Did The Market Miss Powell’s Real Message?

Last week, I discussed the recent message from Fed Chairman Jerome Powell which sent the markets surging higher.

“During his speech, Powell took to a different tone than seen previously and specifically when he stated that current rates are ‘just below’ the range of estimates for a ‘neutral rate.’ This is a sharply different tone than seen previously when he suggested that a “neutral rate” was still a long way off.

Importantly, while the market surged higher after the comments on the suggestion the Fed was close to ‘being done’ hiking rates, it also suggests the outlook for inflation and economic growth has fallen. With the Fed Funds rate running at near 2%, if the Fed now believes such is close to a ‘neutral rate,’ it would suggest that expectations of economic growth will slow in the quarters ahead from nearly 6.0% in Q2 of 2018 to roughly 2.5% in 2019.”

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Since then, the bond market has picked up on that realization as the yield has flattened considerably over the last few days as the 10-year interest rate broke back below the 3% mark. The chart below shows the difference between the 2-year and the 10-year interest rate.

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Now, there are many who continue to suggest “this time is different” and an inverted yield curve is not signaling a recession, and Jerome Powell’s recent comments are “in line” with a “Goldilocks economy.”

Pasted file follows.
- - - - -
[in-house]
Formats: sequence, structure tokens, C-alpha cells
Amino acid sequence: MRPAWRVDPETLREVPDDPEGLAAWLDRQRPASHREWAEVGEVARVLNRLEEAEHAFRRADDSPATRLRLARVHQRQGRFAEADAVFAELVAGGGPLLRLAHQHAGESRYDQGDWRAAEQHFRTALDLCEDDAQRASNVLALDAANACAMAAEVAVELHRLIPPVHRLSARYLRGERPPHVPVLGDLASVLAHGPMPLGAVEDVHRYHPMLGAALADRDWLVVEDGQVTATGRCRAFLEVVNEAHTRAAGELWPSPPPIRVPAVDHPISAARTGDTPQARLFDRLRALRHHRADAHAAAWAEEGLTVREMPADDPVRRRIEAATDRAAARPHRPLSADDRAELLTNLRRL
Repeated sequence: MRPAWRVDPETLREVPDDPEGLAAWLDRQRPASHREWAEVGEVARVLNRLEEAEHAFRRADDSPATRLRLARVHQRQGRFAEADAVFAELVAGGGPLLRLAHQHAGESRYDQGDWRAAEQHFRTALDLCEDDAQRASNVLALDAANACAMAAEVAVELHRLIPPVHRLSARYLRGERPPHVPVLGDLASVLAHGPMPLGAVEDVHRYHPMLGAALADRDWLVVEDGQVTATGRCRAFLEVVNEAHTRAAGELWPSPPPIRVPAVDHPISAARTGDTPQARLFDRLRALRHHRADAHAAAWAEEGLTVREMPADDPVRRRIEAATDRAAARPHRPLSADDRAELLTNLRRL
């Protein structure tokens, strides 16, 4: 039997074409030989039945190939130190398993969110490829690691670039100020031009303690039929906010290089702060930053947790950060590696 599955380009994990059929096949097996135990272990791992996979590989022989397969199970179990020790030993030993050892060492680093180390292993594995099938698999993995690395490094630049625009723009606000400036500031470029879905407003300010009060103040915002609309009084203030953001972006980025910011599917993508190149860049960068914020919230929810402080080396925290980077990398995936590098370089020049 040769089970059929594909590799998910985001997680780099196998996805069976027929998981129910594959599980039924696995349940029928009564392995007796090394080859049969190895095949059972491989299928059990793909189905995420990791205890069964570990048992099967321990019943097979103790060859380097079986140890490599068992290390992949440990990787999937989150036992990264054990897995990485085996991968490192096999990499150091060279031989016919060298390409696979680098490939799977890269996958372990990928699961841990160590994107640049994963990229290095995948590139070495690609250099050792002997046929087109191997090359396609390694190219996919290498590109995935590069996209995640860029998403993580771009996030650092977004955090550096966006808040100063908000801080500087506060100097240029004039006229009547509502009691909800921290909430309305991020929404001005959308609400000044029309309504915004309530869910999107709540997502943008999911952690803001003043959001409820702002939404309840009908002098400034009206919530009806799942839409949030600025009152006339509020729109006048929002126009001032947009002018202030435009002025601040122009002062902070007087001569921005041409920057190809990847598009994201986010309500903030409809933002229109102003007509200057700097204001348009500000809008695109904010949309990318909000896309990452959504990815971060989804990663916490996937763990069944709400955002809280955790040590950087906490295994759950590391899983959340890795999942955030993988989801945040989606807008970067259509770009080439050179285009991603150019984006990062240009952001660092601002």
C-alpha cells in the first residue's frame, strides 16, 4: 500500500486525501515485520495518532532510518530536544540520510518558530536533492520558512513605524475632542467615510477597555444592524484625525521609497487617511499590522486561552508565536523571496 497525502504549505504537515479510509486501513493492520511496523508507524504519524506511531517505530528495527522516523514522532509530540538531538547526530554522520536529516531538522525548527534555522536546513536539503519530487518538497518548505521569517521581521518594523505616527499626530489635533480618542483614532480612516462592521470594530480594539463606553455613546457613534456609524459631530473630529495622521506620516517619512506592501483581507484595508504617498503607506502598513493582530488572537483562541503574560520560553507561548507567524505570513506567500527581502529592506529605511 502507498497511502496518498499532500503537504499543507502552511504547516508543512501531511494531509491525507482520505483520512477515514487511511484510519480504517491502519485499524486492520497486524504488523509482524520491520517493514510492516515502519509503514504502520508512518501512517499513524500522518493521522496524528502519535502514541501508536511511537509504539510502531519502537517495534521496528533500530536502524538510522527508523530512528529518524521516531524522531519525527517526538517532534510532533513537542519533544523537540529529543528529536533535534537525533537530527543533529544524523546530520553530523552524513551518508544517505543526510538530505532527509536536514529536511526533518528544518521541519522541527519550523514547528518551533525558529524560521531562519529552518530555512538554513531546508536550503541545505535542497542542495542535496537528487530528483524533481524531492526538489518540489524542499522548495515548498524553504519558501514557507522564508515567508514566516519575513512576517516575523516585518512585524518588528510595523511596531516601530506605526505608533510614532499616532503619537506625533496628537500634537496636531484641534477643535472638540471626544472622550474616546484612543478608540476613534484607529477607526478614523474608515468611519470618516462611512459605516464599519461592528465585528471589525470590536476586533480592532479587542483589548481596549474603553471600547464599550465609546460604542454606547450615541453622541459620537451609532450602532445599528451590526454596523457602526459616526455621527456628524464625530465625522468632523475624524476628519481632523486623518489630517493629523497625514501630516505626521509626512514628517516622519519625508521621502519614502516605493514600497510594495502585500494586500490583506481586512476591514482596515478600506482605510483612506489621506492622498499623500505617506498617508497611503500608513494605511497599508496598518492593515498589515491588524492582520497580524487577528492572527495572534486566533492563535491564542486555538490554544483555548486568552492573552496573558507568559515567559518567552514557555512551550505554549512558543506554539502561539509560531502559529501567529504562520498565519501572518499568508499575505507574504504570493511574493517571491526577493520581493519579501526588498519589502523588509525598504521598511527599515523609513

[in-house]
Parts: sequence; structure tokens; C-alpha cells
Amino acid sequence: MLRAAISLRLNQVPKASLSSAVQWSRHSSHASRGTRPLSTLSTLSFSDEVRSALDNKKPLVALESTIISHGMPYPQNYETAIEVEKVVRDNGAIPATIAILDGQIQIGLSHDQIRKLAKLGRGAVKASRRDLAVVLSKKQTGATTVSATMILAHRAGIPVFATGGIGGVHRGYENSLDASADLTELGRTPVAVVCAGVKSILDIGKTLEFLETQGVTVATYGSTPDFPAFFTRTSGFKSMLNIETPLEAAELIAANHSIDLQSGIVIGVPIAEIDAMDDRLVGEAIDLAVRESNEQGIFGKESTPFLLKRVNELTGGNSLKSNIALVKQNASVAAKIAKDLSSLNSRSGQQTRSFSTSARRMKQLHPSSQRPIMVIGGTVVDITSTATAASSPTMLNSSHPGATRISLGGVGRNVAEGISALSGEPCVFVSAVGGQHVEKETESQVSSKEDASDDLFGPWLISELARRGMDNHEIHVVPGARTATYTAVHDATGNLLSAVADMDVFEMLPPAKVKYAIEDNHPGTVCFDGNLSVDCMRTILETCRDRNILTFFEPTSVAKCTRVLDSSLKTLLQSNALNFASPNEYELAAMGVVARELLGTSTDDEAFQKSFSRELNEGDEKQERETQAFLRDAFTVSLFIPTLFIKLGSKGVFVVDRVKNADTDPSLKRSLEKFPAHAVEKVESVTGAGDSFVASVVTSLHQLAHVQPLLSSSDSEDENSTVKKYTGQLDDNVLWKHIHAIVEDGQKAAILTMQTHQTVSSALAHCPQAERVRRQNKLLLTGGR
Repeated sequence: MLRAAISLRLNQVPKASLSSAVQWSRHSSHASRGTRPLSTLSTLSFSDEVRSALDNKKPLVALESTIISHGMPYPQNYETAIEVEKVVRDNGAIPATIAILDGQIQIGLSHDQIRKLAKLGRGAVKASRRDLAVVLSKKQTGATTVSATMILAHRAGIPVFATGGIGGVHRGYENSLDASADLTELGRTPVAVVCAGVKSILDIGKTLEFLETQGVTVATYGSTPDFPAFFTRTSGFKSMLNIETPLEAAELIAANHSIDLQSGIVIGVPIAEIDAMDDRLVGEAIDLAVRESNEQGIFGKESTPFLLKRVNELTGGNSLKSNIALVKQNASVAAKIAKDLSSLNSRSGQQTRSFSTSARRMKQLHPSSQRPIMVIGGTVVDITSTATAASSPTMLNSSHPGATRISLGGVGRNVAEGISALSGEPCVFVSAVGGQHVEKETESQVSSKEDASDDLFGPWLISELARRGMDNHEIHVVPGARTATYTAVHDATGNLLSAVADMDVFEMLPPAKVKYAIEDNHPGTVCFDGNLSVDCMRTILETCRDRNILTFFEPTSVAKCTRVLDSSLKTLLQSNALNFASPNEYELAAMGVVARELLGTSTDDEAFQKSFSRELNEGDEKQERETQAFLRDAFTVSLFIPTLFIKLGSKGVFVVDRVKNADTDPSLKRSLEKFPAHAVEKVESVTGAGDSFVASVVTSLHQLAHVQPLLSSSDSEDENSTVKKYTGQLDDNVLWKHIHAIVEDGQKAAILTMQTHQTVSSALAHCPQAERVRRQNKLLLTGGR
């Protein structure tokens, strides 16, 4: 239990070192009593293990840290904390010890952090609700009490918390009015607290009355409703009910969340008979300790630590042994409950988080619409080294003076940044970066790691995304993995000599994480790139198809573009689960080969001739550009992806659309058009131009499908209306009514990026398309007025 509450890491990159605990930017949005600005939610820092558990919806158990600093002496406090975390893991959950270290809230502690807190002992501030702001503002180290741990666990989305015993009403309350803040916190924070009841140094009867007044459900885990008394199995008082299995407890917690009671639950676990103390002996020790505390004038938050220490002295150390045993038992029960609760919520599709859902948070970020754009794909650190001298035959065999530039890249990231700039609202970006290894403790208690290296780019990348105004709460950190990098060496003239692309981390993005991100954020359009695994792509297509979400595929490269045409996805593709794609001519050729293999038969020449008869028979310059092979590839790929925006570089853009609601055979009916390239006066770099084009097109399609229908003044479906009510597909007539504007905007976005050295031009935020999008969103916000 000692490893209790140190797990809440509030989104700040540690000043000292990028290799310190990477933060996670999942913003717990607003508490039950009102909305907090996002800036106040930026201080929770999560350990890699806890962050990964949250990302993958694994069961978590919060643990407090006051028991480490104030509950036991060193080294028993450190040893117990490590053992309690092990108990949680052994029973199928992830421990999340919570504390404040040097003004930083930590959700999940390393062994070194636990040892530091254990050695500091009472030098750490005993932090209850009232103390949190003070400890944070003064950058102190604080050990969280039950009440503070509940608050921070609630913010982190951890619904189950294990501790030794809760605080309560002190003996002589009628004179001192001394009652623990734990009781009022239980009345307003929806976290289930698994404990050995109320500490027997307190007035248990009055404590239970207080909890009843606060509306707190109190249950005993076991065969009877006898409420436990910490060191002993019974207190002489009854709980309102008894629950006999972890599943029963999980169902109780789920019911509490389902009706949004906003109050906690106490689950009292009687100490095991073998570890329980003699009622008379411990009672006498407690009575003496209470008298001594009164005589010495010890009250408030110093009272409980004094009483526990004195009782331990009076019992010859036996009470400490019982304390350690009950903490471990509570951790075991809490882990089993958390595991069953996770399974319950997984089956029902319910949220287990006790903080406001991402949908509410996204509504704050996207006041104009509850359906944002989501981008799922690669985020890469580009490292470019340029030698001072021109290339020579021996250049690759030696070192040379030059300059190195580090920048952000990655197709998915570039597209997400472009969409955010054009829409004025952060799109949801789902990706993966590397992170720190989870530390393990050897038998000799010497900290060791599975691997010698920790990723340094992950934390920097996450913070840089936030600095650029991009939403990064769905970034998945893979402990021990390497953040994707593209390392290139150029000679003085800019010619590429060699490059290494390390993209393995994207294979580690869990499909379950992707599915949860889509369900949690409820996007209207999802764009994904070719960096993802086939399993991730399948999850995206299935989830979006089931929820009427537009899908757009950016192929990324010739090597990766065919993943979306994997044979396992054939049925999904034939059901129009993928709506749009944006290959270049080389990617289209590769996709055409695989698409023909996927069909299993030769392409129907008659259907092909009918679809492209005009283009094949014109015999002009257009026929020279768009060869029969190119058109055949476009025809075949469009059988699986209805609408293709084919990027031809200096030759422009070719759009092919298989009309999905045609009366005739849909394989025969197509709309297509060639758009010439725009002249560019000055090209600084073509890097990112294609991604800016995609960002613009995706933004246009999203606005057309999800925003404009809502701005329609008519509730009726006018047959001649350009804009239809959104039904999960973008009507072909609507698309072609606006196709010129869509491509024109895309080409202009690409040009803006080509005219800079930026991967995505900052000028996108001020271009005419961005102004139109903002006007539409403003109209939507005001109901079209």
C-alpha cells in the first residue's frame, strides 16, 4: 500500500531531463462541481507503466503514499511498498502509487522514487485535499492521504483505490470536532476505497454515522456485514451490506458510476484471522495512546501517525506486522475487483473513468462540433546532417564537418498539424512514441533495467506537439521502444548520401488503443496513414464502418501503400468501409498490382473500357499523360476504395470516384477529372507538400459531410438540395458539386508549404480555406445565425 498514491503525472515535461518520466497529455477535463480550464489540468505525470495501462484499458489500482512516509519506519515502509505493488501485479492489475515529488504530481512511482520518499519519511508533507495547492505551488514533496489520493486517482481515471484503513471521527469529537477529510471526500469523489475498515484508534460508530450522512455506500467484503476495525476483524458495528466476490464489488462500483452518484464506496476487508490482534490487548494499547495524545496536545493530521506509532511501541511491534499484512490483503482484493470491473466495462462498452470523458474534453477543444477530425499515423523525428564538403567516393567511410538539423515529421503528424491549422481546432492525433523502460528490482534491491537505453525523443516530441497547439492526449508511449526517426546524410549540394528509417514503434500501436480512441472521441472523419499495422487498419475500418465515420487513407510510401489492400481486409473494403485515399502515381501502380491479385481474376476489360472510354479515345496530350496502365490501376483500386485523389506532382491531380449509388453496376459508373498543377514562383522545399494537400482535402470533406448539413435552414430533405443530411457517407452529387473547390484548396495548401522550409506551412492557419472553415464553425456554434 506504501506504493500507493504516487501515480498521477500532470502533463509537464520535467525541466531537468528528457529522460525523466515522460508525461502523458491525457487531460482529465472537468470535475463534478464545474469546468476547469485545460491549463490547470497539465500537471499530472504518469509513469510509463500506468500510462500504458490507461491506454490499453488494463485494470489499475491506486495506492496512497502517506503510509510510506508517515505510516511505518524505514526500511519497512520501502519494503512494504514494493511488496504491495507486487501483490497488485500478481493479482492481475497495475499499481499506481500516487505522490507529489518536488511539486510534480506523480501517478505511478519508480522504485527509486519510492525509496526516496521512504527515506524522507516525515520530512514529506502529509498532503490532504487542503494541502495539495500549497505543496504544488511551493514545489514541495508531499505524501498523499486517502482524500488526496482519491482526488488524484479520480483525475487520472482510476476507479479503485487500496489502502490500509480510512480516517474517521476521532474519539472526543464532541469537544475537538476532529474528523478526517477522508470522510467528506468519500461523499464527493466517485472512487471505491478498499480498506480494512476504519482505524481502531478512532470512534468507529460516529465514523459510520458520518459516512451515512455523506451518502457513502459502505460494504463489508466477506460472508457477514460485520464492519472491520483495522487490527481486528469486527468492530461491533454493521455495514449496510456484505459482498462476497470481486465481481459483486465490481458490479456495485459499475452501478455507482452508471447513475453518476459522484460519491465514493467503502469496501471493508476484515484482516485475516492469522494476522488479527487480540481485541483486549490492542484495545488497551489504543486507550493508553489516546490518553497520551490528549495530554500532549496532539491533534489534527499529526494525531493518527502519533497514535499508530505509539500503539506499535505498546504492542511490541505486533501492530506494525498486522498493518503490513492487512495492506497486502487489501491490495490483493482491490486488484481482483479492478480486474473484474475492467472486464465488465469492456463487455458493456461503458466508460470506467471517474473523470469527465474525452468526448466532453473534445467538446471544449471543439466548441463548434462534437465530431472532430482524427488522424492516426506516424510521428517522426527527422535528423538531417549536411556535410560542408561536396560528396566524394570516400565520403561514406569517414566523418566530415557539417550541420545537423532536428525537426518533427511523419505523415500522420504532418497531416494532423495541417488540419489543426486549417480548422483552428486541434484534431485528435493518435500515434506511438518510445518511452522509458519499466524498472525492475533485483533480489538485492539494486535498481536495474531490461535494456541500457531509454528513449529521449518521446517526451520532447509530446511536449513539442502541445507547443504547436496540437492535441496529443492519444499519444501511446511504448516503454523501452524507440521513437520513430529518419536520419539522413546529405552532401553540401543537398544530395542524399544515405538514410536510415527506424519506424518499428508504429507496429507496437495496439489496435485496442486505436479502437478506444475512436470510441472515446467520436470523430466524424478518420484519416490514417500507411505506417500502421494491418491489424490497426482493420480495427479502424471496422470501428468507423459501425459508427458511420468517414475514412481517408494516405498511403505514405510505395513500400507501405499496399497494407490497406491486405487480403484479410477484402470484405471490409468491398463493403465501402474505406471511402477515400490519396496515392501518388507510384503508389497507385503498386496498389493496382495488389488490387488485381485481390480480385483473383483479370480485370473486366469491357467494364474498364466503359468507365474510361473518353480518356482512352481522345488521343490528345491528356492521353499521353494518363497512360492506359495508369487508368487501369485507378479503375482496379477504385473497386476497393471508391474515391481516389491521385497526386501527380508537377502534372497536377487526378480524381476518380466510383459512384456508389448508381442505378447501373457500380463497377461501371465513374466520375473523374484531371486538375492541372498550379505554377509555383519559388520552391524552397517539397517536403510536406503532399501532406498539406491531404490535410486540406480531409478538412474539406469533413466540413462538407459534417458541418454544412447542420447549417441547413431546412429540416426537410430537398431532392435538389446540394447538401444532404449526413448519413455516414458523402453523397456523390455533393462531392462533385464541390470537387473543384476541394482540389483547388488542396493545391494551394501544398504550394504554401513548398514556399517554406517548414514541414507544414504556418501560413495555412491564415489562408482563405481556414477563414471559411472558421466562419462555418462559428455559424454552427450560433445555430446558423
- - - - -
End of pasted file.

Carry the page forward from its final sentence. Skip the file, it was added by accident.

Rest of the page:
Maybe.

But historically speaking, while an inversion of the yield curve may not “immediately” coincide with a recessionary onset, given its relationship to economic activity it is likely a “foolish bet” to suggest it won’t. A quick trip though the Fed’s rate hiking history and “soft landing” scenarios give you some clue as to their success.

(Click on image to enlarge)

While the Fed has been acting on previously strong inflationary data due to surging oil prices, the real long-term drivers of inflation pressures weren’t present. I have commented on this previously, but Kevin Giddis from Raymond James had a good note on this:

“We have always known that the bond market wasn’t as worried about inflation as the Fed, but it really needed the Fed to come out and indicate a ‘shift’ in that way of thought to seal the deal.”

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Disclosure: The information contained in this article should not be construed as financial or investment advice on any subject matter. Real Investment Advice is expressly disclaims all liability ...

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